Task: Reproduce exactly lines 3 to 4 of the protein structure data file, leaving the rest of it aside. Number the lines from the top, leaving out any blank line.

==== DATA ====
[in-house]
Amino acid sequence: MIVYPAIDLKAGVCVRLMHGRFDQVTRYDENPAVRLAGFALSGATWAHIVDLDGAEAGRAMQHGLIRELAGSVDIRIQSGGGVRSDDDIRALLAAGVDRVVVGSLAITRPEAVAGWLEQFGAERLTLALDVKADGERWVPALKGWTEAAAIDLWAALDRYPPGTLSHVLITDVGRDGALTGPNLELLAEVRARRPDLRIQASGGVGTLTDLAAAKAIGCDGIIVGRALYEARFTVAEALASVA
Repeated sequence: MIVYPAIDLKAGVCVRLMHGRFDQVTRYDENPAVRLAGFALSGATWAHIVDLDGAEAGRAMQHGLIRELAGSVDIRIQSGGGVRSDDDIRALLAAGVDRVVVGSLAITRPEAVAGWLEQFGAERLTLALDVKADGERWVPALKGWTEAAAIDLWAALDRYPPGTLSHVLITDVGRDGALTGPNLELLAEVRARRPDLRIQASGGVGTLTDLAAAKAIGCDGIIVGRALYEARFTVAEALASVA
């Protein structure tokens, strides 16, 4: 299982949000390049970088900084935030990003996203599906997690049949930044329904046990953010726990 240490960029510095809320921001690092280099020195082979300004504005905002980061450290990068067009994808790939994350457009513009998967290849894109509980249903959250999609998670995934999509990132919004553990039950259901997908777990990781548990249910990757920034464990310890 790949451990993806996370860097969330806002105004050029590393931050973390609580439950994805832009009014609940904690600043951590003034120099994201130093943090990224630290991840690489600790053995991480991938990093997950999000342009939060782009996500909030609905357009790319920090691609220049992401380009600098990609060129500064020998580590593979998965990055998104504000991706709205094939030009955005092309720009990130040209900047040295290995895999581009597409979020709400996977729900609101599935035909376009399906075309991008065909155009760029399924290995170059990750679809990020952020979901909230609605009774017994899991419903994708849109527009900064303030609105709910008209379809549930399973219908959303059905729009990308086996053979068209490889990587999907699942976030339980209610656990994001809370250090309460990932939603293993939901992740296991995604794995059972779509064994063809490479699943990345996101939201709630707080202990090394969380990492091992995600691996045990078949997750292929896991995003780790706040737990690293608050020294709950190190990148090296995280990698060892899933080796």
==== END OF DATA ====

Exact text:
Repeated sequence: MIVYPAIDLKAGVCVRLMHGRFDQVTRYDENPAVRLAGFALSGATWAHIVDLDGAEAGRAMQHGLIRELAGSVDIRIQSGGGVRSDDDIRALLAAGVDRVVVGSLAITRPEAVAGWLEQFGAERLTLALDVKADGERWVPALKGWTEAAAIDLWAALDRYPPGTLSHVLITDVGRDGALTGPNLELLAEVRARRPDLRIQASGGVGTLTDLAAAKAIGCDGIIVGRALYEARFTVAEALASVA
């Protein structure tokens, strides 16, 4: 299982949000390049970088900084935030990003996203599906997690049949930044329904046990953010726990 240490960029510095809320921001690092280099020195082979300004504005905002980061450290990068067009994808790939994350457009513009998967290849894109509980249903959250999609998670995934999509990132919004553990039950259901997908777990990781548990249910990757920034464990310890 790949451990993806996370860097969330806002105004050029590393931050973390609580439950994805832009009014609940904690600043951590003034120099994201130093943090990224630290991840690489600790053995991480991938990093997950999000342009939060782009996500909030609905357009790319920090691609220049992401380009600098990609060129500064020998580590593979998965990055998104504000991706709205094939030009955005092309720009990130040209900047040295290995895999581009597409979020709400996977729900609101599935035909376009399906075309991008065909155009760029399924290995170059990750679809990020952020979901909230609605009774017994899991419903994708849109527009900064303030609105709910008209379809549930399973219908959303059905729009990308086996053979068209490889990587999907699942976030339980209610656990994001809370250090309460990932939603293993939901992740296991995604794995059972779509064994063809490479699943990345996101939201709630707080202990090394969380990492091992995600691996045990078949997750292929896991995003780790706040737990690293608050020294709950190190990148090296995280990698060892899933080796």